Courtesy - Beth Cohen is a senior cloud architect
Until recently, the massive changes to IT infrastructure brought on by widespread cloud architecture adoption have barely touched the relatively mature multi-billion dollar storage industry. The old adage that storage is cheap, but management of storage is expensive is as valid as it was 10 years ago. That is about to be turned on its head as prices on solid state drive technology continues to plummet (SSD) and the demand for massive amounts of highly scalable cloud storage surges.
The traditional storage market has settled into several distinct streams. On the high end is the EMC approach which is to build very complex storage systems with multiple redundant hardware plus many configuration options and features. This very expensive approach works for enterprises that really need fast reliable storage and have the budget to justify the investment. At the low end of the spectrum, there are lots of options for small storage pools -- half a petabyte or so – which are generally sold through channels. The prices for these systems have remained relatively stable at the $1 million for a petabyte range.
For companies that want massive amounts (15 petabytes or more) of cheap storage or a horizontally scalable cloud type architecture, the options have been limited to a few vendors or for the technologically adventurous, a roll your own system. All this is happening despite the fact that there are now three hard disk manufacturers left, a de facto monopoly, and most users treat hard drives as interchangeable commodities with excessively high failure rates that require massive amounts of duplication. Any vendor that can demonstrate a system that reduces the need for three data copies to maintain integrity by improving the failure rate from the current 10-15% a year, would deliver a big win for everyone.
As the cloud storage business grows the traditional vertically scalable storage is less and less viable. There are several companies that are already working on building horizontally scalable storage, Scality and CloudBytes are two that come to mind. There are also several Open Source projects like OpenStack Swift that are taking on the large data store architecture problem as well. Not all the cloud storage vendors are using a pooled block of storage approach. ScaleIO turns all the disks in the servers into a pool of storage. This radically different approach is dependent on the right use case and could have network bottleneck issues. The newer horizontally scaled cloudy architectures, such as Mezeo and OpenStack Swift have finally opened up the possibility of building attractively priced massive data pools.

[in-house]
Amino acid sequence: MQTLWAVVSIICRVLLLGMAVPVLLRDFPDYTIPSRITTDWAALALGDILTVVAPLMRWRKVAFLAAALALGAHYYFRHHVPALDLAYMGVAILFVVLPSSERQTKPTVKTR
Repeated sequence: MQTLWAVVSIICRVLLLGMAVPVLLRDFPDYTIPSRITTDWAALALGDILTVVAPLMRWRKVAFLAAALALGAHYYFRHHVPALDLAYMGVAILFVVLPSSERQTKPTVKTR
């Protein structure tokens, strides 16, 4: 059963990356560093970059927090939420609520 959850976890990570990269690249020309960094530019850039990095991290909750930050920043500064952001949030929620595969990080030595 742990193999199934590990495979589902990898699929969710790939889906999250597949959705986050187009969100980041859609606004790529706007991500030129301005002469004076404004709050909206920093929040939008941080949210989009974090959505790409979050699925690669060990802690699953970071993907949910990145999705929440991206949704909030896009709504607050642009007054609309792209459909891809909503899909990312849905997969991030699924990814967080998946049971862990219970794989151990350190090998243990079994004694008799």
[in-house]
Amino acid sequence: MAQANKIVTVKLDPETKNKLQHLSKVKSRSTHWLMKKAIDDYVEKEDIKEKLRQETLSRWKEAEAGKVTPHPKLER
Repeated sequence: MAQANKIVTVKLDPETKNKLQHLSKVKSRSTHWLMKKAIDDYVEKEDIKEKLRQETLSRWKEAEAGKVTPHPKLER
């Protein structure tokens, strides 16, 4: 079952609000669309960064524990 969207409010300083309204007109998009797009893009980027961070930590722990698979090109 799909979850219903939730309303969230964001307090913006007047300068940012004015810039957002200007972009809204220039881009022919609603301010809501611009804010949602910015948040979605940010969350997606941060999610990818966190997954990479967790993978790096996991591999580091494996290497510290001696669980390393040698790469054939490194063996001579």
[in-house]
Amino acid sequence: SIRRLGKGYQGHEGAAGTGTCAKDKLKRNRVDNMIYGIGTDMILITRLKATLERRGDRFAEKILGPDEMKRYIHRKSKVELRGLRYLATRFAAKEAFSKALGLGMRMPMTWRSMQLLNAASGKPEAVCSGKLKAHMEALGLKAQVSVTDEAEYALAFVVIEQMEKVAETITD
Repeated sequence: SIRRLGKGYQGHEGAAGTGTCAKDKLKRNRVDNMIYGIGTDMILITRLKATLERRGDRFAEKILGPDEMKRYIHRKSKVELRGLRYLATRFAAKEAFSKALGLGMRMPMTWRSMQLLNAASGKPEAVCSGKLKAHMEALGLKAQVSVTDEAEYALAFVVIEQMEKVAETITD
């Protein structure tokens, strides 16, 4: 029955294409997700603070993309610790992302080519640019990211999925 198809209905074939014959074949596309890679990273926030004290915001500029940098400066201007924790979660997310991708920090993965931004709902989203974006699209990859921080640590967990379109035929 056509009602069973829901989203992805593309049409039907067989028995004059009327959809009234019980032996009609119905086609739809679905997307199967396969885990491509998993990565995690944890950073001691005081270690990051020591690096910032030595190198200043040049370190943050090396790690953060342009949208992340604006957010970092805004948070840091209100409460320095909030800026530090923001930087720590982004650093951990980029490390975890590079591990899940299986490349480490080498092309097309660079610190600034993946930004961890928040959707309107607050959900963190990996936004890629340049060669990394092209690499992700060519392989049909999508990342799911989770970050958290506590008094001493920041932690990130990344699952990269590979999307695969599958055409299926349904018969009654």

The biggest innovation of late is the incorporation of SSD technology. Amazon is already offering an all SSD cloud storage service and a number of new storage vendors, such as SolidFire are building SSD only storage systems from the ground up. SolidFire isn’t the first vendor with an SSD offering, Nimbus Data began selling all-SSD systems more than a year ago. EMC jumped in with a Symmetrix with all SSDs this summer, and others are expected to follow shortly. Texas Memory Systems, Avere, Violin Memory and Alacritech, have all-SSD systems designed to speed SAN and NAS performance for internal storage solutions. Most storage vendors now give customers the option of installing some SSD alongside hard drives in their systems. In the long run, this is just an interim step as SSD prices will continue to fall over the next few years. The future is a move to all SSD units coming to a data center near you.
It is good to see innovation coming back in the storage industry after years of slack. Expect to see more hardware innovation as SSD technology becomes the standard for fast reliable cloud storage and new systems take advantage of more reliable hard disk hardware and continued rise in data densities. My crystal ball says that we might see a repeat of the massive changes that occurred in the 1990’s as smaller disks rapidly swept away all the incumbent vendors who were focused on their established large customers. Watch your back EMC…